Still, I’m a bit apprehensive. I hadn’t done much riding in 2016 at all and was still having achilles issues on the bike. But it seemed like a good excuse to try and get a little bit fit again.

As always it snuck up faster than expected and while I’d managed to get a bit of time on the bike I wasn’t sure how I’d hold up over 5 days.

Heading up to Newcastle I almost needed a boat along the Bells Line. Some of the heaviest rain I’ve ever driven through. This is going to be interesting.

Driving into the helicopter base I was a it nervous. Not being to most socially apt person out there I was worried about how I’d fit into the established group, most of them ride or work together around the Newcastle area and most of them were old hands at the classic.

No one I knew was there yet but those that were made me feel welcome straight off the bat. I often say mountain bike makes me feel like a kid again and one of the ways it does that is by breaking down the barriers of making friends.

Remember as a kid how you became best friends with someone just cause the lived nearby, or you randomly sat next to each other at lunch… Well it doesn’t matter if you’re the executive general manager and I’m the guy that sweeps out the office, you’ve got a mountain bike, I’ve got a mountain bike, we’re riding in the same general direction at the same general time. Automatic friends.

Finally everyone is there and luggage is stowed in the pantec and ride captain, Bernard, calls for the rider briefing. It’s going to be a wet five days but lets get this show on the road.

Day 1 Broadmeadow to Norah Head

day 1

Into back roads and then bike paths and down the Fernleagh trail. The pace was pretty steady. Riding two abreast and lots of chopping and change so got to have a chat with a few 0f the bunch. I soon got the idea of the ride. Cruz along, drink break, morning tea break, lunch break, coffee break… OK my fitness should be OK for this.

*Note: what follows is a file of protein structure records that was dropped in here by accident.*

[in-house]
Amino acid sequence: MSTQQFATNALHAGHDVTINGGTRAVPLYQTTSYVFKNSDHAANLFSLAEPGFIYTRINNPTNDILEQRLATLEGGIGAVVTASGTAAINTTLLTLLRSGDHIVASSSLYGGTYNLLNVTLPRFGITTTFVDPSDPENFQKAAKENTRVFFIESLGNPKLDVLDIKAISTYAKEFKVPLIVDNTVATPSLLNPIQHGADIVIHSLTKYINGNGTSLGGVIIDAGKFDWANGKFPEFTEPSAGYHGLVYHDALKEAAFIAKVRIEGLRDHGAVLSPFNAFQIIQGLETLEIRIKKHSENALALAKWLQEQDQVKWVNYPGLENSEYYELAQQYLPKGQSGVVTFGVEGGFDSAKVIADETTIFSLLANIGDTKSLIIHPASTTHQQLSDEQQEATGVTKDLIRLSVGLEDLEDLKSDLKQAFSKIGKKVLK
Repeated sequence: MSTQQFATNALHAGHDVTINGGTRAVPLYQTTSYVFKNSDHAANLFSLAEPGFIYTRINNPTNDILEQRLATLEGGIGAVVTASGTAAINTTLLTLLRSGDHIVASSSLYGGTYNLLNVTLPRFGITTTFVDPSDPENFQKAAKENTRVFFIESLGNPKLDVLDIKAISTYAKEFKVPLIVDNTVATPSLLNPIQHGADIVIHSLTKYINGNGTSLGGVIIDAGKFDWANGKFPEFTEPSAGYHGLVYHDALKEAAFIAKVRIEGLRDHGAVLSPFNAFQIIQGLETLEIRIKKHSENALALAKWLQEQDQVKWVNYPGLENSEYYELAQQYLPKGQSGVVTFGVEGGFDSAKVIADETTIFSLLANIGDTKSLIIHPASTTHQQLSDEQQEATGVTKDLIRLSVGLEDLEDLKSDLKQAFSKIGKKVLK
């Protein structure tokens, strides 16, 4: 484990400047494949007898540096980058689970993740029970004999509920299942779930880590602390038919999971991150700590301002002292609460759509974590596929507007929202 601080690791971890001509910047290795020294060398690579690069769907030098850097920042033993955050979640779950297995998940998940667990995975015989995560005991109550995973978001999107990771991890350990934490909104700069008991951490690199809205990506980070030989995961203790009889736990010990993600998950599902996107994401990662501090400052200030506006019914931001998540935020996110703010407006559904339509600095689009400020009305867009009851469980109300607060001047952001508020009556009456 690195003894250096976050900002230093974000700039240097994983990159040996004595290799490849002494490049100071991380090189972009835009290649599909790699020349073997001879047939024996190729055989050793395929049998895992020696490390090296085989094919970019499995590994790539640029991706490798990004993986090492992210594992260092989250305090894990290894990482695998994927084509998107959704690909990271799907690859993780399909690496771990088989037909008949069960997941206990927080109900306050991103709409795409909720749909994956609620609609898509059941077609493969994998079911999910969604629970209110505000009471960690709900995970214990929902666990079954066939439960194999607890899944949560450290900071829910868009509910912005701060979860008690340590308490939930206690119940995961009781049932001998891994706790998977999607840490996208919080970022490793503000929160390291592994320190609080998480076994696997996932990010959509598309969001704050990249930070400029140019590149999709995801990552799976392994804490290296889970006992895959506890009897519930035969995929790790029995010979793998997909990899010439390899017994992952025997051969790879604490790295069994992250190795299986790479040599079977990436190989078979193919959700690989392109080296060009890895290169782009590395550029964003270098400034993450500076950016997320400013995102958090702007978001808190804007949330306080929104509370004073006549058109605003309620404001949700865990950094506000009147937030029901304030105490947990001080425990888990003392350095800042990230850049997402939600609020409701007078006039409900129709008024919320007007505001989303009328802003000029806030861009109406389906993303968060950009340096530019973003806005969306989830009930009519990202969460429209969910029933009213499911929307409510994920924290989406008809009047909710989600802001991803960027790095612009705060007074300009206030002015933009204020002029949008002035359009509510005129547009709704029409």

It rains on and off but it’s not cold so it’s all good. Once we hit the dirt though it is very damp and the wise decision was made to drop off the single track segments that had been planed. Wise but I was still eyeing off the  swooping trails that paralleled our paths at times.

We roll into Catherine Hill bay. The rain has eased and over lunch the sun comes out with vengeance. That is until Bernard calls 5 minutes to ride and  it pisses down again. This would set a pattern for the entire trip.

This might be a bit wet through here says Wiggy, our  guide for the time. We head down into swamp land. There are stepping stones, but they are 3 feet under water and stop 20 meters short of the either side of the water course and may in fact be alligators. I’m sure this is how people end up on the news but we wade (some ride, some attempt to ride) through the water before heading up for some awesome coastal views as we follow the head lands down into Norah head.